There is a new Toyota Land Cruiser, and if you're like us, you're very excited about it. It looks great and the specs are compelling. It's also fundamentally different from the last Land Cruiser. Besides being exclusively powered by a turbocharged hybrid powertrain, it is considerably smaller and cheaper than before. That got us thinking: Toyota already has a smaller, cheaper off-roader that readily handles family transport. How does this smaller, cheaper Land Cruiser compare to the already smaller, cheaper Toyota 4Runner?
We dug into the specs and through together a pair of charts to provide the answer. First, let's take a look at the dimensions: wheelbase, length, width, height and ground clearance (all in inches), as well as the approach, departure and breakover angles (all in degrees). Note that the 4Runner numbers are for most four-wheel-drive models. The TRD Pro, Limited and TRD Sport could theoretically be different.
As you can see, the new 2024 Land Cruiser may be smaller than its predecessor, but it's still bigger than the existing 4Runner. If we were to make an educated guess, it seems likely that the next-generation 4Runner will be very similar to the current one so it doesn't run into the Land Cruiser's territory. We also wouldn't be surprised if it was a bit smaller, since those looking for their Toyota off-roader to serve as family transport may be likely to look toward the Land Cruiser anyway.
Today's 4Runner has better clearances than the new Land Cruiser, and if the next-generation holds the dimensional line as we suspect, it would too. It has greater ground clearance than the Land Cruiser as well as superior approach and departure angles. I strongly suspect that the 4Runner would have a breakover advantage of about 2 degrees, but Toyota doesn't publish a figure for the 4Runner and its figure for the Land Cruiser doesn't equal what the usual breakover angle calculation would amount to, so let's just leave it at TBD.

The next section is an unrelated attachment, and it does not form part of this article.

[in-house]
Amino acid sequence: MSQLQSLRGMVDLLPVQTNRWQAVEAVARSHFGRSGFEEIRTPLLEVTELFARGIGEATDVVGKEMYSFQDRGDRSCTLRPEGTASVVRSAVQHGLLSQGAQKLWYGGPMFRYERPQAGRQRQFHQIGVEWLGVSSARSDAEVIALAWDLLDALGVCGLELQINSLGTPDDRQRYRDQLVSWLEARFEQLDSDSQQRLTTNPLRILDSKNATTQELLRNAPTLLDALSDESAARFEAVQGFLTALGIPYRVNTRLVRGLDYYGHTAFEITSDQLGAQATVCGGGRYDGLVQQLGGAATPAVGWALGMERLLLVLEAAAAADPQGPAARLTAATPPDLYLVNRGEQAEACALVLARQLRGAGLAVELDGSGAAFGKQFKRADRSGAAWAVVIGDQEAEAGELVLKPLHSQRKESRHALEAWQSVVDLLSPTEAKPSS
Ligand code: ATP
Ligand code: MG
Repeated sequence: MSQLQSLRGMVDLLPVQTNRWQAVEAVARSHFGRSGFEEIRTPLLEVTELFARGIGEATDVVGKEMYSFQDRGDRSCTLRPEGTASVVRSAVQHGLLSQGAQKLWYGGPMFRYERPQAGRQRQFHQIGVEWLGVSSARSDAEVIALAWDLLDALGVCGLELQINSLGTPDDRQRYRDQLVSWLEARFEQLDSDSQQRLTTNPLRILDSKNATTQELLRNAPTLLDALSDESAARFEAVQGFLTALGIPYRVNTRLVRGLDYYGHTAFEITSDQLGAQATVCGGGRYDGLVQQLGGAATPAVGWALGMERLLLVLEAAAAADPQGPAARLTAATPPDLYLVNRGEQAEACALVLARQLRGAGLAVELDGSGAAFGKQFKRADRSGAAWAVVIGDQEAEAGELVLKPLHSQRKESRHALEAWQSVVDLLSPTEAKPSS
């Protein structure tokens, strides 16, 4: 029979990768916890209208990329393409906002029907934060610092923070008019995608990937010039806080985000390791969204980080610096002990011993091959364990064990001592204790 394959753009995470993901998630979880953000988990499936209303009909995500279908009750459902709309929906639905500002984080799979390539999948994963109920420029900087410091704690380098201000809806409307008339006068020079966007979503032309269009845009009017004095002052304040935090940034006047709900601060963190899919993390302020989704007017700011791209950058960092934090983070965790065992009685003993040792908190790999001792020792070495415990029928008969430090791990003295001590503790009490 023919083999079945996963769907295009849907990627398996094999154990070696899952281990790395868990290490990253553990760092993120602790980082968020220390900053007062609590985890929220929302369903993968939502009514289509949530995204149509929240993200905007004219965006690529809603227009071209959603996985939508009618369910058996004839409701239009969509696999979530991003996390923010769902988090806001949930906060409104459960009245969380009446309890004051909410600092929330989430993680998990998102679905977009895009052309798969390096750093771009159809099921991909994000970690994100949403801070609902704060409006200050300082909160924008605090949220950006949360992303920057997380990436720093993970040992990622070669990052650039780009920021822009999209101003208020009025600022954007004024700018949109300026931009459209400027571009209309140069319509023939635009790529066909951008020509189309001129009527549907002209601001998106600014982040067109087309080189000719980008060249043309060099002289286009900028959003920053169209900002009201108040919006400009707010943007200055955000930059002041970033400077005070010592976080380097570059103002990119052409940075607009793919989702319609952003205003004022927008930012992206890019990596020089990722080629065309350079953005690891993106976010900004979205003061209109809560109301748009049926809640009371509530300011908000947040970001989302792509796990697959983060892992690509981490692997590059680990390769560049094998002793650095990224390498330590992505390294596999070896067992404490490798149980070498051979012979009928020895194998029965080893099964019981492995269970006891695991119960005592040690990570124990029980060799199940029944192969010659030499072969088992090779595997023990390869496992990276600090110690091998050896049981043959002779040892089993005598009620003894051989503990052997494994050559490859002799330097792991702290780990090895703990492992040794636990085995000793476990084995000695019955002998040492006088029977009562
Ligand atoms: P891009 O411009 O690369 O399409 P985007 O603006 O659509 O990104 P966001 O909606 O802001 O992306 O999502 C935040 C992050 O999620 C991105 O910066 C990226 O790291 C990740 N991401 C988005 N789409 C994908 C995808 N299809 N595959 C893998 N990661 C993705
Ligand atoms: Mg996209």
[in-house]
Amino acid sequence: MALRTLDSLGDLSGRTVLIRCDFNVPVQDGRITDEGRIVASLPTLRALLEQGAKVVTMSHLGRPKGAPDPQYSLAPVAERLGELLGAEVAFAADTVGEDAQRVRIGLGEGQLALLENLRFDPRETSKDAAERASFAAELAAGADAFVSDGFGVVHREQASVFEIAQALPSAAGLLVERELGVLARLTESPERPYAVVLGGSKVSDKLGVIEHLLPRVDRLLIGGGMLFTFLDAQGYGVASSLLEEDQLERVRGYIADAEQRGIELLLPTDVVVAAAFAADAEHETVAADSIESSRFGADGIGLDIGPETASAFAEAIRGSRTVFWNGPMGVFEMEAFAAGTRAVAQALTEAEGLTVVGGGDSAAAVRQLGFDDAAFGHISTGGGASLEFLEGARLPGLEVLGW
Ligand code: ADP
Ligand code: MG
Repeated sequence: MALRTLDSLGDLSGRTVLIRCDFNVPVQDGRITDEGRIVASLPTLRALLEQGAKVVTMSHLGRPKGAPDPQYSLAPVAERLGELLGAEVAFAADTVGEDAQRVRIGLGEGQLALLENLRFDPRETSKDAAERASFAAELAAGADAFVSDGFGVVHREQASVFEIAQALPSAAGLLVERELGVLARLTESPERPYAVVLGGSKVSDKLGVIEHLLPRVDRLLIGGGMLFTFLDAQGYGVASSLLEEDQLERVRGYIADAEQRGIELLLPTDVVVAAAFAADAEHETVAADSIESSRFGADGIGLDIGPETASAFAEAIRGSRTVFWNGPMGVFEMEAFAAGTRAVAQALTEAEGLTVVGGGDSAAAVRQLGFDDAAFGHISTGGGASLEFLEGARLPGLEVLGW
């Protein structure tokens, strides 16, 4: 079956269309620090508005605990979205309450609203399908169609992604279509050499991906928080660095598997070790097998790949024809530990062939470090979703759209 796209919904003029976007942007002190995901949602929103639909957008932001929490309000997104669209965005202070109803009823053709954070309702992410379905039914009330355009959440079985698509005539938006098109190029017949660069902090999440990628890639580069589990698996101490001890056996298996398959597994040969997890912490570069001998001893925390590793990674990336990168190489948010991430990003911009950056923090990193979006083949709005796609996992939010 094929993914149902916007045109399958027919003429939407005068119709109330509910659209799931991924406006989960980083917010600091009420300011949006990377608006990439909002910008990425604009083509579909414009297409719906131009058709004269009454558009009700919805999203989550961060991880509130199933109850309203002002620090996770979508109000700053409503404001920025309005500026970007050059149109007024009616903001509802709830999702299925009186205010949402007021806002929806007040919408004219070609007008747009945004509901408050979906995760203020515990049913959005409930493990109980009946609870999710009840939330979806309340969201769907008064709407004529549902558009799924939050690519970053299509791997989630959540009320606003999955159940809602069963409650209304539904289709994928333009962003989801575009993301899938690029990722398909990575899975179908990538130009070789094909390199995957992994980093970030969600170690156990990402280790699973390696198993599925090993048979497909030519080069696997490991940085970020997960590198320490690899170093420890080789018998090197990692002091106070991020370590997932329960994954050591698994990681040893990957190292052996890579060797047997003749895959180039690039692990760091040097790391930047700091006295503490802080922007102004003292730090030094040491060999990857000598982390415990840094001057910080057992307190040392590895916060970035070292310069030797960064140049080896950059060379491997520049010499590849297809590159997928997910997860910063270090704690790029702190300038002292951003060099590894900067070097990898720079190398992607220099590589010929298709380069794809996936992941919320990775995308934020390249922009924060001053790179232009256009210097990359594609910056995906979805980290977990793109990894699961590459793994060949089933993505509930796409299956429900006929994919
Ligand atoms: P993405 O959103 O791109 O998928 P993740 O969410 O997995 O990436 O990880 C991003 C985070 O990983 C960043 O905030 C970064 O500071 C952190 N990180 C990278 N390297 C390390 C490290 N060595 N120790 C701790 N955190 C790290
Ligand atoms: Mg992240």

As for the powertrain, the Land Cruiser torpedoes the 4Runner, but then that wouldn't be hard to do. The 4Runner's 4.0-liter V6 and five-speed automatic combo is one of the most antiquated powertrains on the market (I'm struggling to think of something ye older), whereas the i-Force Max Hybrid system is Toyota's latest and greatest. As you can see, power and torque aren't remotely close. The Land Cruiser should be quite quick, whereas the 4Runner is quite slow (especially with the heavier TRD Pro).
Toyota did not release fuel economy figures for the new Land Cruiser, but if they aren't superior to the 4Runner's 17 mpg combined, we'd be stunned. That said, we've found the i-Force Max hybrid system to greatly underperform its fuel economy estimates in the Sequoia and Tundra. Though the estimates say the Sequoia should get 20 mpg combined with four-wheel drive, we saw real-world figures closer to 15 mpg combined. Multiple Tundras have similarly been about 5 mpg off its estimates. We'll have to wait and see whether the Land Cruiser follows this trend.
In the end, the Land Cruiser looks sensational, the specs are intriguing, and it only makes us more eager to find out how Toyota will redesign the 4Runner to fit into its revised off-roader lineup.
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